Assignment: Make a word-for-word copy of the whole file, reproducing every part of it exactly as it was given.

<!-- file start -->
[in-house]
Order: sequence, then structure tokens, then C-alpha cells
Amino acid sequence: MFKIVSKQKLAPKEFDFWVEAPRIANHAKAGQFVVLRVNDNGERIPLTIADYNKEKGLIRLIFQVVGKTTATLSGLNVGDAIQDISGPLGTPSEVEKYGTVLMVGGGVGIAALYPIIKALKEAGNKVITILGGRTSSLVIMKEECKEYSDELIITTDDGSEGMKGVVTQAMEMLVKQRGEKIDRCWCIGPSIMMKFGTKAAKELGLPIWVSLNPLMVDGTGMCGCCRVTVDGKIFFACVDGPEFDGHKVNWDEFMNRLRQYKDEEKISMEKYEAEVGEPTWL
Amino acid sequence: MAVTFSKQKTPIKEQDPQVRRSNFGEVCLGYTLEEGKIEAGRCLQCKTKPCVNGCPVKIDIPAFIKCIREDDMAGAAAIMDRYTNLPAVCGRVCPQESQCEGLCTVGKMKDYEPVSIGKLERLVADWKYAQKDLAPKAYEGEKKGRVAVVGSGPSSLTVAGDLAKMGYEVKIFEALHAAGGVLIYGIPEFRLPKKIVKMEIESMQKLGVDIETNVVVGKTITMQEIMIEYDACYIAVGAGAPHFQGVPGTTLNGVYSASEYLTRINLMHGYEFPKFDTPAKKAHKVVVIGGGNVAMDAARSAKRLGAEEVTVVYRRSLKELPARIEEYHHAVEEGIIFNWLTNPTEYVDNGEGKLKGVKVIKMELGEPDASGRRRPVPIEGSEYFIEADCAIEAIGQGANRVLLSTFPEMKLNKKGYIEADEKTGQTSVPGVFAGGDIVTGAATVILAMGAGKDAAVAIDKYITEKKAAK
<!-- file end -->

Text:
[in-house]
Order: sequence, then structure tokens, then C-alpha cells
Amino acid sequence: MFKIVSKQKLAPKEFDFWVEAPRIANHAKAGQFVVLRVNDNGERIPLTIADYNKEKGLIRLIFQVVGKTTATLSGLNVGDAIQDISGPLGTPSEVEKYGTVLMVGGGVGIAALYPIIKALKEAGNKVITILGGRTSSLVIMKEECKEYSDELIITTDDGSEGMKGVVTQAMEMLVKQRGEKIDRCWCIGPSIMMKFGTKAAKELGLPIWVSLNPLMVDGTGMCGCCRVTVDGKIFFACVDGPEFDGHKVNWDEFMNRLRQYKDEEKISMEKYEAEVGEPTWL
Amino acid sequence: MAVTFSKQKTPIKEQDPQVRRSNFGEVCLGYTLEEGKIEAGRCLQCKTKPCVNGCPVKIDIPAFIKCIREDDMAGAAAIMDRYTNLPAVCGRVCPQESQCEGLCTVGKMKDYEPVSIGKLERLVADWKYAQKDLAPKAYEGEKKGRVAVVGSGPSSLTVAGDLAKMGYEVKIFEALHAAGGVLIYGIPEFRLPKKIVKMEIESMQKLGVDIETNVVVGKTITMQEIMIEYDACYIAVGAGAPHFQGVPGTTLNGVYSASEYLTRINLMHGYEFPKFDTPAKKAHKVVVIGGGNVAMDAARSAKRLGAEEVTVVYRRSLKELPARIEEYHHAVEEGIIFNWLTNPTEYVDNGEGKLKGVKVIKMELGEPDASGRRRPVPIEGSEYFIEADCAIEAIGQGANRVLLSTFPEMKLNKKGYIEADEKTGQTSVPGVFAGGDIVTGAATVILAMGAGKDAAVAIDKYITEKKAAK